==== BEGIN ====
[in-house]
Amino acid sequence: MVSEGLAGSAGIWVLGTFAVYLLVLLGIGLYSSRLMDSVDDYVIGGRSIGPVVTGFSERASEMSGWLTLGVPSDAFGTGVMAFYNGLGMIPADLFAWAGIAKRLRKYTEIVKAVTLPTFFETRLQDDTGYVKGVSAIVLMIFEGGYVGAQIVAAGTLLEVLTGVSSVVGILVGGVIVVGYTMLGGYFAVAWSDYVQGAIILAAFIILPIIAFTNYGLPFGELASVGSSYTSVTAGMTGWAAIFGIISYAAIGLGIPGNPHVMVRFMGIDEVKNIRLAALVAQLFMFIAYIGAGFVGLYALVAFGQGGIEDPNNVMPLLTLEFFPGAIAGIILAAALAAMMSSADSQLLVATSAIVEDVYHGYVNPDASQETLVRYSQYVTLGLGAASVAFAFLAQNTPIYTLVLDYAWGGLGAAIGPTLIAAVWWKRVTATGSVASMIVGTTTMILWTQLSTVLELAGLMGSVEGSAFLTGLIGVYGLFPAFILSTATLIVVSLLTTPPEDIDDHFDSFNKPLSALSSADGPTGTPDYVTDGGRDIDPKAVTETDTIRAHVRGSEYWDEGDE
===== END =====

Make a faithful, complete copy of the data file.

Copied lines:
[in-house]
Amino acid sequence: MVSEGLAGSAGIWVLGTFAVYLLVLLGIGLYSSRLMDSVDDYVIGGRSIGPVVTGFSERASEMSGWLTLGVPSDAFGTGVMAFYNGLGMIPADLFAWAGIAKRLRKYTEIVKAVTLPTFFETRLQDDTGYVKGVSAIVLMIFEGGYVGAQIVAAGTLLEVLTGVSSVVGILVGGVIVVGYTMLGGYFAVAWSDYVQGAIILAAFIILPIIAFTNYGLPFGELASVGSSYTSVTAGMTGWAAIFGIISYAAIGLGIPGNPHVMVRFMGIDEVKNIRLAALVAQLFMFIAYIGAGFVGLYALVAFGQGGIEDPNNVMPLLTLEFFPGAIAGIILAAALAAMMSSADSQLLVATSAIVEDVYHGYVNPDASQETLVRYSQYVTLGLGAASVAFAFLAQNTPIYTLVLDYAWGGLGAAIGPTLIAAVWWKRVTATGSVASMIVGTTTMILWTQLSTVLELAGLMGSVEGSAFLTGLIGVYGLFPAFILSTATLIVVSLLTTPPEDIDDHFDSFNKPLSALSSADGPTGTPDYVTDGGRDIDPKAVTETDTIRAHVRGSEYWDEGDE